Tarantella from Symphony No. 1 (1988)
Arranged for band by Jeff Gershman (2001) x

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First performed October 31, 2001, by the University of Texas Wind Ensemble, Jerry F. Junkin, conductor;
Austin, TX

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rent score and parts from G. Schirmer Inc 

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Scored for 3 flutes (1 doubling piccolo plus 2 more piccolos), 3 oboes and english horn, 3 clarinets in Bb, bass clarinet (doubling contrabass clarinet), soprano, alto, tenor, baritone, and bass saxophones (contrabass clarinet may substitute for bass saxophone), 6 horns 5 trumpets, 4 trombones, 2 euphoniums, 2 tubas, 2 timpanists, percussion (6 players), piano, harp, mandolin (optional), and double bass

Duration  9 minutes

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Recording
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The University of Texas Wind Ensemble; Jerry F. Junkin, conductor Mark Custom Recording Service 4077-MCD (2002)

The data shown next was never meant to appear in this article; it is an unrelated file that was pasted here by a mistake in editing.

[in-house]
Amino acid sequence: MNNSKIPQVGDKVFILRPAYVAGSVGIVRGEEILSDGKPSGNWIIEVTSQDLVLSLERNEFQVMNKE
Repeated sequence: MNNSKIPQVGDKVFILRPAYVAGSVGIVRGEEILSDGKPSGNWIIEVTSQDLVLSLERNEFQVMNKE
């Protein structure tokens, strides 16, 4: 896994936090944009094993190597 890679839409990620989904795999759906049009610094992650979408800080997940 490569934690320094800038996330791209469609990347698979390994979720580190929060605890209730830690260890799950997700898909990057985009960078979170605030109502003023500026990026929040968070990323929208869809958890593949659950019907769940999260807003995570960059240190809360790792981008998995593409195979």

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Program note

The second movement (Tarantella) of y Symphomy No. 1 was written in memory of a friend who was an executive in the music industry. He was also an amateur pianist, and in 1970, when I wrote a set of dances (Gazebo Dances for piano, four hands) for various friends to play, I dedicated the final, tarantella, movement to him. This was a jaunty little piece whose mood, as in many tarantellas, seems to be at odds with its purpose. For the tarantella, as described in Grove’s Dictionary of Music, is a ‘South Italian dance played at a continually increasing speed [and] by means of dancing it a strange kind of insanity [attributed to a tarantula bite] could be cured.’ The association of madness and my piano piece proved both prophetic and bitterly ironic when my friend, whose wit and intelligence were legendary in the music field, became insane as a result of AIDS dementia.

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                     — John Corigliano

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